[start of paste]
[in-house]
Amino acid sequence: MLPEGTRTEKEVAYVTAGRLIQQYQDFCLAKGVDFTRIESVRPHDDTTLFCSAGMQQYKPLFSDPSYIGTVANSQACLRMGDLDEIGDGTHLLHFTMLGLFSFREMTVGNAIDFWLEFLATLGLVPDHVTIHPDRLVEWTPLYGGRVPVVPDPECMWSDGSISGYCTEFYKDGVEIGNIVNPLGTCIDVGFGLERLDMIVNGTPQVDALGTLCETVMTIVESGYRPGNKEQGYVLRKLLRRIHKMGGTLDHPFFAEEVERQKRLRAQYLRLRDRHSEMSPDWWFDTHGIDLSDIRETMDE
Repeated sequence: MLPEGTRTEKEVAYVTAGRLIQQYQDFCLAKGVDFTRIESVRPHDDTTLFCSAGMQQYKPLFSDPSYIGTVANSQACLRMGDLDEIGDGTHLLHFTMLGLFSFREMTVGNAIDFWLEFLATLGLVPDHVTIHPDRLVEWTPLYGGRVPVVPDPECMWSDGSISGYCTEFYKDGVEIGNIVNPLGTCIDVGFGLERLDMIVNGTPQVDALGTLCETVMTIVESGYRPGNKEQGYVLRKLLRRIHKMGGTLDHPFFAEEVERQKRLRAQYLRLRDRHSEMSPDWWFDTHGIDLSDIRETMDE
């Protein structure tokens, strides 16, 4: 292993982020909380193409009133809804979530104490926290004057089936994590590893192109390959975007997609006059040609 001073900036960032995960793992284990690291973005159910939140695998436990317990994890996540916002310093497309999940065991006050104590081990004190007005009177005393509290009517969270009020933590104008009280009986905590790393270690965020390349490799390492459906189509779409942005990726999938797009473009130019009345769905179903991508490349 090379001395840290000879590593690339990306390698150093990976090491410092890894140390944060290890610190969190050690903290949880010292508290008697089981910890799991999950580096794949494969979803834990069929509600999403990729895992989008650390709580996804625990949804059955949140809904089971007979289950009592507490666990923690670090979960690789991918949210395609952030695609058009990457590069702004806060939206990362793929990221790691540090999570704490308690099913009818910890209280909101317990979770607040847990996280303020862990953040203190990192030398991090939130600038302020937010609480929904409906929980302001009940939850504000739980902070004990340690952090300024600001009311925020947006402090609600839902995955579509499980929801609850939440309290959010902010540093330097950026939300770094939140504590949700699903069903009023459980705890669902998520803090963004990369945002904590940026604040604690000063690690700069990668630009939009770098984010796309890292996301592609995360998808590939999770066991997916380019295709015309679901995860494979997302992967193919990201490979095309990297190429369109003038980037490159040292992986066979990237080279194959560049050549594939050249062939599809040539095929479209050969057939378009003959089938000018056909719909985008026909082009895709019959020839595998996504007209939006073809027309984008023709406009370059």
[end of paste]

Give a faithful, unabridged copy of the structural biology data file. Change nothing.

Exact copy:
[in-house]
Amino acid sequence: MLPEGTRTEKEVAYVTAGRLIQQYQDFCLAKGVDFTRIESVRPHDDTTLFCSAGMQQYKPLFSDPSYIGTVANSQACLRMGDLDEIGDGTHLLHFTMLGLFSFREMTVGNAIDFWLEFLATLGLVPDHVTIHPDRLVEWTPLYGGRVPVVPDPECMWSDGSISGYCTEFYKDGVEIGNIVNPLGTCIDVGFGLERLDMIVNGTPQVDALGTLCETVMTIVESGYRPGNKEQGYVLRKLLRRIHKMGGTLDHPFFAEEVERQKRLRAQYLRLRDRHSEMSPDWWFDTHGIDLSDIRETMDE
Repeated sequence: MLPEGTRTEKEVAYVTAGRLIQQYQDFCLAKGVDFTRIESVRPHDDTTLFCSAGMQQYKPLFSDPSYIGTVANSQACLRMGDLDEIGDGTHLLHFTMLGLFSFREMTVGNAIDFWLEFLATLGLVPDHVTIHPDRLVEWTPLYGGRVPVVPDPECMWSDGSISGYCTEFYKDGVEIGNIVNPLGTCIDVGFGLERLDMIVNGTPQVDALGTLCETVMTIVESGYRPGNKEQGYVLRKLLRRIHKMGGTLDHPFFAEEVERQKRLRAQYLRLRDRHSEMSPDWWFDTHGIDLSDIRETMDE
């Protein structure tokens, strides 16, 4: 292993982020909380193409009133809804979530104490926290004057089936994590590893192109390959975007997609006059040609 001073900036960032995960793992284990690291973005159910939140695998436990317990994890996540916002310093497309999940065991006050104590081990004190007005009177005393509290009517969270009020933590104008009280009986905590790393270690965020390349490799390492459906189509779409942005990726999938797009473009130019009345769905179903991508490349 090379001395840290000879590593690339990306390698150093990976090491410092890894140390944060290890610190969190050690903290949880010292508290008697089981910890799991999950580096794949494969979803834990069929509600999403990729895992989008650390709580996804625990949804059955949140809904089971007979289950009592507490666990923690670090979960690789991918949210395609952030695609058009990457590069702004806060939206990362793929990221790691540090999570704490308690099913009818910890209280909101317990979770607040847990996280303020862990953040203190990192030398991090939130600038302020937010609480929904409906929980302001009940939850504000739980902070004990340690952090300024600001009311925020947006402090609600839902995955579509499980929801609850939440309290959010902010540093330097950026939300770094939140504590949700699903069903009023459980705890669902998520803090963004990369945002904590940026604040604690000063690690700069990668630009939009770098984010796309890292996301592609995360998808590939999770066991997916380019295709015309679901995860494979997302992967193919990201490979095309990297190429369109003038980037490159040292992986066979990237080279194959560049050549594939050249062939599809040539095929479209050969057939378009003959089938000018056909719909985008026909082009895709019959020839595998996504007209939006073809027309984008023709406009370059």